“The first contact I had with Room Escape was through the PC point-and-click adventure games that were popular more than ten years ago and that we played as kids. These games inspired people to make a live version which led to the whole Escape Games phenomenon”, explains Frano. It was his own interest that led him to open the Respublica Obscura Room Escape at Ulica Nikole Tesle 4.
Frano heard about Escape Room through a news portal a couple of years ago when it was a growing trend in Asia, but had yet to become as popular here as it is now. He finally had a chance to experience it for himself when he was visiting Budapest, Hungary. He tried a couple of different rooms there and was instantly hooked by the adrenaline of solving puzzles. “I have been working in hospitality and tourism ever since I got out of school. After the end of tourist season last year I decided I wanted to dabble in entrepreneurship, to do something on my own”, he says “At the time the only Escape rooms in Croatia were in Split and Zagreb so it seemed a perfect thing to offer visitors to Dubrovnik. That’s how Respublica Obscura Room Escape Games came to be”.
This guy really loves history, especially the great period of the Republic of Dubrovnik. It is fascinating how such a small town managed to stay relevant and independent for so many centuries between the great empires that surrounded it. People today in Dubrovnik live with that history and the heritage that the great Republic left us – but besides guided walking tours and the city museums there is no way to experience it. “I thought, “What better way to experience history than to relive an hour of it in the present? History can be just as much fun and intense as fantasy stories, but when after this experience you will find you have also learned something.” So many unknown mysteries and forgotten stories were ready to be told within Respublica Obscura, or the Republic of Secrets. He named the first room Libertas because it matched the story: it follows an event known by Dubrovnik historians as the Great Conspiracy of 1610. At that time a group of noble families of Ragusa hatched a plot against the Republic.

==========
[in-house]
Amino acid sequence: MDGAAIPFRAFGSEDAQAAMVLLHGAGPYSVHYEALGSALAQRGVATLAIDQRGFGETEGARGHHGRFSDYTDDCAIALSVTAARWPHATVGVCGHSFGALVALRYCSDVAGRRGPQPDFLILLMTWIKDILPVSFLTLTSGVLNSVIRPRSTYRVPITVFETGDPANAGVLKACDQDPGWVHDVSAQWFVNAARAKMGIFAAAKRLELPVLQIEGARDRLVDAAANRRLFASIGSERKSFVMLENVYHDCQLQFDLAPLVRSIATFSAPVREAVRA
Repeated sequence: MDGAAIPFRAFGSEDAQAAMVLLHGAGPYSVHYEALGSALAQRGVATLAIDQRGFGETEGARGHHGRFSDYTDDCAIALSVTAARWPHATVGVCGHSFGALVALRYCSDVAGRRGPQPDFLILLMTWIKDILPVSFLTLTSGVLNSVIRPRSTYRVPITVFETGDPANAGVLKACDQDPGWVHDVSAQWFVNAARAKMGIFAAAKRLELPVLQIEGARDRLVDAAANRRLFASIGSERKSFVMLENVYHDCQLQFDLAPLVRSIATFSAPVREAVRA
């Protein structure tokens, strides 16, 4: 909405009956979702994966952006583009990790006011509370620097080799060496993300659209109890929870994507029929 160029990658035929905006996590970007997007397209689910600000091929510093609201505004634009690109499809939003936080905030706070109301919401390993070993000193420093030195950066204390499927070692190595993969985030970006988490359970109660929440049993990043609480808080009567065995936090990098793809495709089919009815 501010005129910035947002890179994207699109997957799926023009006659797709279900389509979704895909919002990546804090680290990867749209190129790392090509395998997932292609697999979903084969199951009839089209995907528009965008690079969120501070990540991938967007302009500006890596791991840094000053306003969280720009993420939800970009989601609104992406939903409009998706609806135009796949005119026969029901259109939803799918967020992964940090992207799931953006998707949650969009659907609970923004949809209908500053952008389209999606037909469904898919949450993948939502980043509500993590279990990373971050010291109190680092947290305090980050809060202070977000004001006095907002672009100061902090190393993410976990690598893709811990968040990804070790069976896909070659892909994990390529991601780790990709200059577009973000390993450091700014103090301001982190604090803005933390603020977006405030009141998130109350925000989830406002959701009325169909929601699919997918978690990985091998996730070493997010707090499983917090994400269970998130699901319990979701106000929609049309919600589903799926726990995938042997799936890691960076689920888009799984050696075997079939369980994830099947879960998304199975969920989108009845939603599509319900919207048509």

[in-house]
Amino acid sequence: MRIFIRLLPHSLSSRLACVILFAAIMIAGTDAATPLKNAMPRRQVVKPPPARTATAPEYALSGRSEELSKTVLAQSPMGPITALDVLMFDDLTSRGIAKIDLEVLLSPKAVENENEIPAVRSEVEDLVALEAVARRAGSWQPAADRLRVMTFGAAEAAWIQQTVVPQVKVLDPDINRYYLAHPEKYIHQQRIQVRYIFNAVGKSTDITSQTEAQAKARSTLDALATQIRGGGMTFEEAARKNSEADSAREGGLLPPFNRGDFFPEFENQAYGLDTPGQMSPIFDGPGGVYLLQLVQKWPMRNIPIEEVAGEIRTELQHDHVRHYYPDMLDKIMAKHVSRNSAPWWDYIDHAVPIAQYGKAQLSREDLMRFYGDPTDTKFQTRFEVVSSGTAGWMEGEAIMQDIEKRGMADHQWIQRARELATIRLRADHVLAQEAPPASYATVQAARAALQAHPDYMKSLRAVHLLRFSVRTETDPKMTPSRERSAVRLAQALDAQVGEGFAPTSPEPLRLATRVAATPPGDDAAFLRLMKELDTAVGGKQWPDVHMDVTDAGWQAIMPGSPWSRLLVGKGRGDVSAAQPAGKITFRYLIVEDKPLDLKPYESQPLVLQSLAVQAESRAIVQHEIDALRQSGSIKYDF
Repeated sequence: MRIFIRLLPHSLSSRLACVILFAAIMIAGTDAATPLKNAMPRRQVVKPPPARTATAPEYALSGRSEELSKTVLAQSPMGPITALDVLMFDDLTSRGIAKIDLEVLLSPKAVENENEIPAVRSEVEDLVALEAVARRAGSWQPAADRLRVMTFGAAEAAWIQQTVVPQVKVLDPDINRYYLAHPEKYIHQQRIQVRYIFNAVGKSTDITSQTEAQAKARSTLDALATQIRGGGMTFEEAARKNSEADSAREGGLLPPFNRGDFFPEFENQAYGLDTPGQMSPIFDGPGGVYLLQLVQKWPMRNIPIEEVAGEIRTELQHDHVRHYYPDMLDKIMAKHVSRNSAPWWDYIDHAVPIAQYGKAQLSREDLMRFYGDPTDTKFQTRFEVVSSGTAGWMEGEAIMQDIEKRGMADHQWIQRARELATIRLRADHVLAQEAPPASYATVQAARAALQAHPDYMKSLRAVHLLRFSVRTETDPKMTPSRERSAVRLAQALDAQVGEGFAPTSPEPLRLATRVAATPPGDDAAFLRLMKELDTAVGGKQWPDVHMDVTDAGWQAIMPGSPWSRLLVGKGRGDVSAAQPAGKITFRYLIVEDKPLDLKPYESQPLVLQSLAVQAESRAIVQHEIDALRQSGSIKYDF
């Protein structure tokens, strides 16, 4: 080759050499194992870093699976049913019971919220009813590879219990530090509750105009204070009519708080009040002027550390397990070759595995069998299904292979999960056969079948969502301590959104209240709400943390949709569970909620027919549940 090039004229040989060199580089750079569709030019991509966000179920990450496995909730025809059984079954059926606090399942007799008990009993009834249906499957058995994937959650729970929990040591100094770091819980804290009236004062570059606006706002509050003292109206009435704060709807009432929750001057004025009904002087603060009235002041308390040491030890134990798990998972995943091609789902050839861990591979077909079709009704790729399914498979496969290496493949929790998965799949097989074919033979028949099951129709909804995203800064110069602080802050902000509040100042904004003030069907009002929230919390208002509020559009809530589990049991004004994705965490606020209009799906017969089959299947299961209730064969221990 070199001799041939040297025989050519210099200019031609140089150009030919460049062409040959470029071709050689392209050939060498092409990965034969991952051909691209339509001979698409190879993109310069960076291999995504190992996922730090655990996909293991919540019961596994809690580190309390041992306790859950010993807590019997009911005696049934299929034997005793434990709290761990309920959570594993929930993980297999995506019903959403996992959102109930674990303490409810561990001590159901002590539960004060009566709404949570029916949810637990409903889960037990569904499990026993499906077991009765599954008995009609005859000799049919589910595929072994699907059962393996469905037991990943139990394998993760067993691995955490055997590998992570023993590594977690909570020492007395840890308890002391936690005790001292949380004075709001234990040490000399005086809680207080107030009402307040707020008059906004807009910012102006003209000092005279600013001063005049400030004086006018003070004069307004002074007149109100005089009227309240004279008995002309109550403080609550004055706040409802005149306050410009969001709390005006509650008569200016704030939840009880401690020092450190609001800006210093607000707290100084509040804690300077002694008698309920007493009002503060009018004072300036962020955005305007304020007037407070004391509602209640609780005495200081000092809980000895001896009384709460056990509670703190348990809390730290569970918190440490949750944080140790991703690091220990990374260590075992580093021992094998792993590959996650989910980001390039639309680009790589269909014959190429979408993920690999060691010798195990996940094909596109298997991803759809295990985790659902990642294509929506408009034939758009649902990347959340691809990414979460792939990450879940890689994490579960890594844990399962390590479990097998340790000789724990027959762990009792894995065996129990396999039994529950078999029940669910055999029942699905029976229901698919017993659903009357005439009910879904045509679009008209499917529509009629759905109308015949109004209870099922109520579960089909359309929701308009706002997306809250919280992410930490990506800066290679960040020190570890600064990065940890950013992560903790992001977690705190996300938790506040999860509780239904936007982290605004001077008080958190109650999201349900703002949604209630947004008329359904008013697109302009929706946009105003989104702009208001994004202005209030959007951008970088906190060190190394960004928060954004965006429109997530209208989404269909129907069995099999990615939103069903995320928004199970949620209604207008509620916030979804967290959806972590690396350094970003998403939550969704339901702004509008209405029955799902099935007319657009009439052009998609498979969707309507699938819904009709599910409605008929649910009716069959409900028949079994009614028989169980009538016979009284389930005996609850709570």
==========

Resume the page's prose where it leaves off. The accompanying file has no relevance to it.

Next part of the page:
In the game players are sent by the Senate to investigate suspicious activities in a house. They get trapped there and must find out who the conspirators are and what their plans are within 60 minutes. If they don’t succeed the liberty of the Republic is lost – and with it their lives.
To prepare this game he had to study a lot about the history of Dubrovnik history, to construct a convincing story and to learn about the atmosphere and the decor of the period. The Dubrovnik museums were really helpful with providing additional material and sources for use in the room. “It was fun thinking of different puzzles and finding ways to incorporate them into the story. I found inspiration from various movies and videogames. It was difficult finding items and props that represent the 17th century”, he says.
For Frano the most challenging thing was learning the necessary electronics and programming. There is no obvious modern technology inside the room but there are concealed systems that, for example, cause a small door to open when a puzzle is completed. The effect is almost magical – and certainly adds a ‘wow’ impact! A series of Arduino microcontrollers and various sensors are programmed to control hidden mechanisms throughout the room. These are all handmade and took long time to design and make.
This room is all about fun and the challenge of solving puzzles. “Players can expect fun, even if they don’t manage to escape in time. The escape success rate in the industry hovers around 25% – so they are pretty hard. Good teamwork and communication are the most important factors in a successful escape. The set design in our Libertas room tries to make our players feel that they are in 17th century with custom sounds, renaissance furniture and items that belong to that age”.
The adrenalin rush of watching the clock tick – and then having the ‘aha!’ moment of finally figuring that last puzzle… that is what makes people love Escape Games. Escape rooms are also an excellent team-building activity which companies and corporations are increasingly using as a bonding tool, as it encourages and improves communication and cooperation between their employees.
“Before the game starts we give the ‘do’s and don’ts’ of the game. Things like: don’t use too much physical force on items and props as it is not necessary to solve the room; or don’t use your phone and take pictures of the room. The advice we usually give is to communicate – tell your friends what you have found that might be important. Think about what connections different symbols in the room might share – and don’t ignore clues that you found easily – they are there for a reason”.
If you liked our article, find out more interesting things to do in Dubrovnik.